“With marine trade set to triple by 2050, we urgently need to build the global network of clean energy charging infrastructure the industry desperately needs. Our partnership with Peel Ports Group is the first step in this strategic approach to accelerate the adoption of clean energy in shipping and help cargo owners to reach net-zero.”

Stefano Sommadossi, CEO at NatPower Marine

Claudio Veritiero, CEO at Peel Ports Group, said: “The proposals presented as part of this partnership are potentially game-changing, and fully support our ambitions to become a net-zero port operator by 2040.

“We look forward to working closely with NatPower Marine to explore the possibilities for establishing the first green shipping corridor between the UK and Ireland, and further enabling support for our customers, shipping lines and hauliers as they transition to a greener future.”

Driving the marine industry towards Net Zero

With 95% of its trade transiting via ports, the UK is the natural starting point to decarbonise the marine industry, creating an opportunity for significant economic development in the process.

However, the sector also poses significant environmental challenges, accounting for more than 3% of global carbon dioxide emissions (CO2) – more than Germany’s annual emissions. It also emits 15% of NOx and 13% of SOx globally.

One sixth of these emissions are produced whilst ships are berthed at port as they run auxiliary engines for power, which can have a significant impact on the environment and local communities around ports.

As regulation seeks to curtail these emissions and shipping lines increasingly electrify both at-port operations and at-sea propulsion, demand for clean energy is set to skyrocket. To decarbonise the industry 4 petawatt-hours (PWh) of clean energy per year is needed – equal to the annual electricity consumption of the USA.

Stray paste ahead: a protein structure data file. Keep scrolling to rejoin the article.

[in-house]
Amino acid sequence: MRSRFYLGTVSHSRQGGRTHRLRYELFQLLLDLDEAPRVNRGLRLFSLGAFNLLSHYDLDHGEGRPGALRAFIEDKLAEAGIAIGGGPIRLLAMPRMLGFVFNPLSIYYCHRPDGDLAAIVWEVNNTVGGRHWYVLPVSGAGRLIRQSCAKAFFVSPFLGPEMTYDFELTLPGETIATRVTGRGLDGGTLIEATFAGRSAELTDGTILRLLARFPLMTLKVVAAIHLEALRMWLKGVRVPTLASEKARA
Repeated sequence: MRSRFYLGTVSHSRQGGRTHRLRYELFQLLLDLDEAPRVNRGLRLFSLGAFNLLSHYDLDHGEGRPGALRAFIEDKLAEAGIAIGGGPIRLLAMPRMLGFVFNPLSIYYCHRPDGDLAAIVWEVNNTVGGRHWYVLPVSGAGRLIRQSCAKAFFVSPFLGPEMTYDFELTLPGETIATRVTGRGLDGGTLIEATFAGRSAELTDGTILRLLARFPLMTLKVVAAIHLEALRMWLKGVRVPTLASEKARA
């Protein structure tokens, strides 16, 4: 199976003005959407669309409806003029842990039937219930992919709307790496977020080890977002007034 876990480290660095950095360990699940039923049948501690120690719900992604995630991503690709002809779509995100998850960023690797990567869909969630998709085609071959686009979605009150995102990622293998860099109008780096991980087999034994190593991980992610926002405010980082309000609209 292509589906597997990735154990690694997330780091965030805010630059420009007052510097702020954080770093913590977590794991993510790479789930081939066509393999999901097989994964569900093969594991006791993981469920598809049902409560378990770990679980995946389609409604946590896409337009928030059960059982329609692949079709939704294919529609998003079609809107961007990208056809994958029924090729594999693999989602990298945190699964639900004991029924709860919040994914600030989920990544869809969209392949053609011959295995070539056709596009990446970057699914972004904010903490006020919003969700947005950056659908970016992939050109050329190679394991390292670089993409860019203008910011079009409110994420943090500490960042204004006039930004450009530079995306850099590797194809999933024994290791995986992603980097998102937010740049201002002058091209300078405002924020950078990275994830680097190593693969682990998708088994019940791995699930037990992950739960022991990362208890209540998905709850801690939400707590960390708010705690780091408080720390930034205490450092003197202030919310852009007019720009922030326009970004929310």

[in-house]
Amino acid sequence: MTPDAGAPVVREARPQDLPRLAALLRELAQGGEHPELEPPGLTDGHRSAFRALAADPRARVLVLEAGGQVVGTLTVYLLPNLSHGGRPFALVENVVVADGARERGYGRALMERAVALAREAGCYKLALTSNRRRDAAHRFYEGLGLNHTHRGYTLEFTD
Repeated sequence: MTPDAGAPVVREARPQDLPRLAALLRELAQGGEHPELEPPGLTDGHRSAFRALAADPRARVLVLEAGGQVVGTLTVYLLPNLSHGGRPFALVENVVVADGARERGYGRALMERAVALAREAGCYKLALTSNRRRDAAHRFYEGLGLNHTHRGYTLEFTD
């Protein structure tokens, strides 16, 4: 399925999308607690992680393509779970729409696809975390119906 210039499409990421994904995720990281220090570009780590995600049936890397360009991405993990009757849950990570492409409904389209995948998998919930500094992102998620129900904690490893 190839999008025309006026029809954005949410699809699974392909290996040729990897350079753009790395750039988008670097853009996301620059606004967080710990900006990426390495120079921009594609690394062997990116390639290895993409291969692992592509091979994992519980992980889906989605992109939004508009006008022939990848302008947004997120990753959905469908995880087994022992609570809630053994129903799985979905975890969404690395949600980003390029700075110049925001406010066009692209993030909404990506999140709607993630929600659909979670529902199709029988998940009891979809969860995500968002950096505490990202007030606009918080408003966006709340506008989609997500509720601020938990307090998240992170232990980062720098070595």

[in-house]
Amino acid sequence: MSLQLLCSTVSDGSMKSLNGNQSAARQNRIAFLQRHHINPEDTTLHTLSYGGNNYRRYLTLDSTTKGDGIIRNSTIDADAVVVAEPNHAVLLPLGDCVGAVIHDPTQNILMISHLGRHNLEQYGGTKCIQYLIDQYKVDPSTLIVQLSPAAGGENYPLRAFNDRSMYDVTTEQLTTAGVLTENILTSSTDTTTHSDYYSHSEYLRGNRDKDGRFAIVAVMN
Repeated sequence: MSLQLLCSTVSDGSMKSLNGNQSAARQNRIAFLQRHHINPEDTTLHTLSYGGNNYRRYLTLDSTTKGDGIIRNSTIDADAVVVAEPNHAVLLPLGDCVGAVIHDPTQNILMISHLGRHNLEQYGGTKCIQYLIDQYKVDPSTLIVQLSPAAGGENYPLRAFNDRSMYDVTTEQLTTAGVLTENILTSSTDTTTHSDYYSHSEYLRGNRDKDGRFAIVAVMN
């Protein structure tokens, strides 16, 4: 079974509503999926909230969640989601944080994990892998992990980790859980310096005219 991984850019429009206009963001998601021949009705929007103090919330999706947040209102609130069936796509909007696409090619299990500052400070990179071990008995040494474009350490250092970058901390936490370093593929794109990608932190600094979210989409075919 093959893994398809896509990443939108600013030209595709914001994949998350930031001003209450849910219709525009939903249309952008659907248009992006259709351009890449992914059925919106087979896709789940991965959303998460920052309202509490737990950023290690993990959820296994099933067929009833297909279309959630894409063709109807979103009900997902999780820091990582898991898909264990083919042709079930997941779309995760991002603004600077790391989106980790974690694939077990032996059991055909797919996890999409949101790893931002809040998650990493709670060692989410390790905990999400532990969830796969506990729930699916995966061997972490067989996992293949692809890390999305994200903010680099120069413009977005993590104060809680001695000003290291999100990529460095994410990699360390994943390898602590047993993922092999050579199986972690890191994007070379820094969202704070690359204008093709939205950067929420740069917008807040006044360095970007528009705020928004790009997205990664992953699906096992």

NatPower Marine is taking a radically different approach to address this challenge, removing the biggest barrier to change – upfront investment. It will leverage its significant financial backing to build clean energy infrastructure at ports, that will enable electric propulsion and for ships to run on electricity while at berth or at anchor (“cold ironing”).

With infrastructure in place at ports and terminals across global shipping routes, shipping lines can have the confidence to transition their fleets, purchasing clean charging services directly from NatPower Marine at each port they service.

NatPower’s funding enables it to make significant up-front investments in port infrastructure. In April this year, NatPower Group further strengthened its financial position with an investment of approximately 50 million Euros from VINCI - a world leader in the concessions, energy and construction.

NatPower is also developing over 15GW of clean energy GigaParks projects in the UK, with 60GWh of battery storage capacity, crucial for balancing intermitted demand like electric ship requirements for propulsion and cold ironing. These GigaParks will provide stable clean electricity to NatPower Marine’s UK port network via direct Power Purchasing Agreements, or private wires.